– “HOME” – The landing page is the introduction to your site so make it powerful and concise. Welcome visitors to your page with a short introductory paragraph and some images. Make sure to have a sentence that states your location and that you are a contemporary artist, painter, sculptor, etc. (This is for search purposes, which I will discuss a bit below). You can also include links to all of your social media on the home page. Hopefully your site will allow your contact information to display on every page, but at the least put it on the homepage, and possibly create a separate page for all your contact methods.
– “ABOUT” – Here you can create one page that includes your focused artist statement, bio, and CV or you can create “child” pages for each element. This depends on the length of your materials, so use your best judgment. Images of you, your studio, and exhibitions are good on these pages.
– The artwork pages or galleries – Of course this is where you want your visitors to land. I do not suggest having images of every work you have ever created on your website, especially if you have been making for a long time. Break your work up into time periods, separate themes (bodies), or even media. Some artists only show their newest work on their website. This is a judgment call too but make sure your categories are clearly defined. The newest work should be at the top of your page or list of pages. Make sure to list the title, date, media, size, and PRICE of each work on your website. If you want people to inquire or purchase from you, tell them how much and if you will do a payment plan. Very few people will contact you if they do not know how much they might be spending, the social semantics of “if we have to ask we cannot afford it” still holds true to many people.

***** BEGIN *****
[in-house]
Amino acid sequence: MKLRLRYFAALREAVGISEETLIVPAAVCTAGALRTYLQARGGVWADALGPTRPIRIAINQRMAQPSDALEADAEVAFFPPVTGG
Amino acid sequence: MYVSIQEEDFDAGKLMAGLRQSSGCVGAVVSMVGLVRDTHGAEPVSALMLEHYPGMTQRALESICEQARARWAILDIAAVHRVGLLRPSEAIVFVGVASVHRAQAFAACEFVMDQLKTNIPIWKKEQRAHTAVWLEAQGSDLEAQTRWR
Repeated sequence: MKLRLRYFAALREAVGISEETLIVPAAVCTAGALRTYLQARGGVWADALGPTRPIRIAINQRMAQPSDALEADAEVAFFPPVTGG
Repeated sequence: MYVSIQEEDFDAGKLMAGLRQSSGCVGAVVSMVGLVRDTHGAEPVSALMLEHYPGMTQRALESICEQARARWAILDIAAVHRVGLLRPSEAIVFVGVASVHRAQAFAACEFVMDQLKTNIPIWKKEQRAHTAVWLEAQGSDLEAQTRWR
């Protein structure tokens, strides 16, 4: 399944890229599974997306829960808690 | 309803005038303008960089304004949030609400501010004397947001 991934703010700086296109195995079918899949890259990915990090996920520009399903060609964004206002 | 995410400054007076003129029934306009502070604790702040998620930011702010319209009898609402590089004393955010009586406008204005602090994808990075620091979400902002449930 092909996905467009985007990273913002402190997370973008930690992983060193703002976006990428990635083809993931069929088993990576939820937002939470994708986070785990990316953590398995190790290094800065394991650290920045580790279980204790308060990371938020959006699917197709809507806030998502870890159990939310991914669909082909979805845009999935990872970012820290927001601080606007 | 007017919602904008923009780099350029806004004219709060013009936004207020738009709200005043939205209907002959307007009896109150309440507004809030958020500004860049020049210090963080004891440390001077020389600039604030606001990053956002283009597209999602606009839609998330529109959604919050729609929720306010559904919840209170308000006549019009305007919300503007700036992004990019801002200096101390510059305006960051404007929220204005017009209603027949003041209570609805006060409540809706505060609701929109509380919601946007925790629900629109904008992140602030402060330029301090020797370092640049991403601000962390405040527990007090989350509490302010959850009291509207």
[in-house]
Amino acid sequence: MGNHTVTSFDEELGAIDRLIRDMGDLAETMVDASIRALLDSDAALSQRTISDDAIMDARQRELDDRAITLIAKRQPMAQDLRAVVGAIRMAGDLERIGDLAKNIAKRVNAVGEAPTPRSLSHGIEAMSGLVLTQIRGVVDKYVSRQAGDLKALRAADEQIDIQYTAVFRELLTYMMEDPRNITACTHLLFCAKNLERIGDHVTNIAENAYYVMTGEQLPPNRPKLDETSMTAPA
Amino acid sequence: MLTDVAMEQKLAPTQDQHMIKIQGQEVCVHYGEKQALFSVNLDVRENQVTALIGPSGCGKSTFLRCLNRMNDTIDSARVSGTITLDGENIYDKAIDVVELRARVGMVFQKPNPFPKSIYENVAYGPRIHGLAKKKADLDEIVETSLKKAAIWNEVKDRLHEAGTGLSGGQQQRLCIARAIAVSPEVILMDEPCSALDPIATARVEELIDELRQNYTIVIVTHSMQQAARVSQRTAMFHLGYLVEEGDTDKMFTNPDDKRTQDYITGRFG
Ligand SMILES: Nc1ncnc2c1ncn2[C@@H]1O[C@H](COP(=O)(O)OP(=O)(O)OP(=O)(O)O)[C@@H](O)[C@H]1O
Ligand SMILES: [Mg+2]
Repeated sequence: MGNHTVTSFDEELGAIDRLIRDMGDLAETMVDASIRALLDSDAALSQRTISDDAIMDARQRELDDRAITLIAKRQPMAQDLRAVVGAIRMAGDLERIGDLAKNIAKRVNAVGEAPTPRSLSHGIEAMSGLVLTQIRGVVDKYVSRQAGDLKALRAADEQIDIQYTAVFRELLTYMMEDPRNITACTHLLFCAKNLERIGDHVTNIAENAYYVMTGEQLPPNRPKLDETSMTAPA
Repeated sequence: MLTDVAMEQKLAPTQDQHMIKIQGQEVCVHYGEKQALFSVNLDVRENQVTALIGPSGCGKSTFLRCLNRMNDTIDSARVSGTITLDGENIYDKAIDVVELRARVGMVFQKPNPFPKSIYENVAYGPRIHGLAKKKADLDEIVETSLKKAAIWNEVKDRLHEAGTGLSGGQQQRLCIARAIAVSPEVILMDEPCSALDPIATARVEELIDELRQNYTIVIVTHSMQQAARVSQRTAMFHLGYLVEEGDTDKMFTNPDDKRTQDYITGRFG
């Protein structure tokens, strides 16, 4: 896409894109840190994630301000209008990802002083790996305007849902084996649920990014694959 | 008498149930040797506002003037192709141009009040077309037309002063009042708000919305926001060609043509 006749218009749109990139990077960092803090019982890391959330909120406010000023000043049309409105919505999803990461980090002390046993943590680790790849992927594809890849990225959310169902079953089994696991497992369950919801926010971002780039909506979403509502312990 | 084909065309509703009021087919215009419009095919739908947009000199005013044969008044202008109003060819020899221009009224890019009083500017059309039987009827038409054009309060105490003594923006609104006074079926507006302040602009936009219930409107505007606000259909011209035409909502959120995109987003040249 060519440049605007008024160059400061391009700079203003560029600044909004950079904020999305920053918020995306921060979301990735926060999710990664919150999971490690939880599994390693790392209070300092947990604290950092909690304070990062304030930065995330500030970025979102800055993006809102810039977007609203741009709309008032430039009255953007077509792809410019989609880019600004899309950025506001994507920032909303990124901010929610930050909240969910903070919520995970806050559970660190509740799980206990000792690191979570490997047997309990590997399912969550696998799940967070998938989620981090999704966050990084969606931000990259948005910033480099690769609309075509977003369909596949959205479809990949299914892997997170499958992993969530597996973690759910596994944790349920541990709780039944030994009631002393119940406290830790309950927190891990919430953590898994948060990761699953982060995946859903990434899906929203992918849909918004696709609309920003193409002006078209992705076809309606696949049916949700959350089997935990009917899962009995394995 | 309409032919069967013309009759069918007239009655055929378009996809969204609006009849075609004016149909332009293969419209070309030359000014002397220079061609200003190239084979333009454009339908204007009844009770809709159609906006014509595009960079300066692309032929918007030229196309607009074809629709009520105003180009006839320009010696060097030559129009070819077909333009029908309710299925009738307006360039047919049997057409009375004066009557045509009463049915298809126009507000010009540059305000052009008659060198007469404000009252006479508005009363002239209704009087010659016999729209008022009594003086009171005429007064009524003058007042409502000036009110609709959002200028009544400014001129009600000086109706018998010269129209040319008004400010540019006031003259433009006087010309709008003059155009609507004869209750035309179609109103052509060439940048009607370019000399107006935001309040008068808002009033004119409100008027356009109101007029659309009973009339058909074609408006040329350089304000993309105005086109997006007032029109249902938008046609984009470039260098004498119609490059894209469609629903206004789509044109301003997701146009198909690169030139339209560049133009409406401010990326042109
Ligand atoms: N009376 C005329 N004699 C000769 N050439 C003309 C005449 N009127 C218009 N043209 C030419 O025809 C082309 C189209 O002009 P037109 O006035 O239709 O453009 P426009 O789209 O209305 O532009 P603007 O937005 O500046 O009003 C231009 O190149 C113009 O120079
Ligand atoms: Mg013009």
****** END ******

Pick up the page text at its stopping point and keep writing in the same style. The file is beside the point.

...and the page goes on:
–BLOG – Yes, it is a must. Use your blog to post news about your art including new works, works in progress, exhibitions, ideas, shows or artists that inspire you–anything that keeps fresh content on your site. Dedicate a few hours a week to posting updates that automatically go on to your social media as well so you extend your reach.
– CONTACT – If you choose to have a completely separate contact page make sure to include your email address, phone number (if you want calls), and links to all your social media.
These “rules” are meant for artists that are directly marketing themselves, if an artist is represented by a gallery there may need to be some changes based on the contract. It is essential you honor your contract and use your website to promote your work in your gallery’s inventory.
A little about search… Search Engine Optimization (SEO) is a term used a lot in marketing and pushed by all sorts of sales people that want you to pay them to make your site #1. This is not important for a solo artist. Yes, you want people to find you but if they don’t know your name already, you could spend thousands of dollars on SEO, keywords, tags, and link building and still not be found in searches. So, here are a few important things that help with search and boost the importance of the information on your website.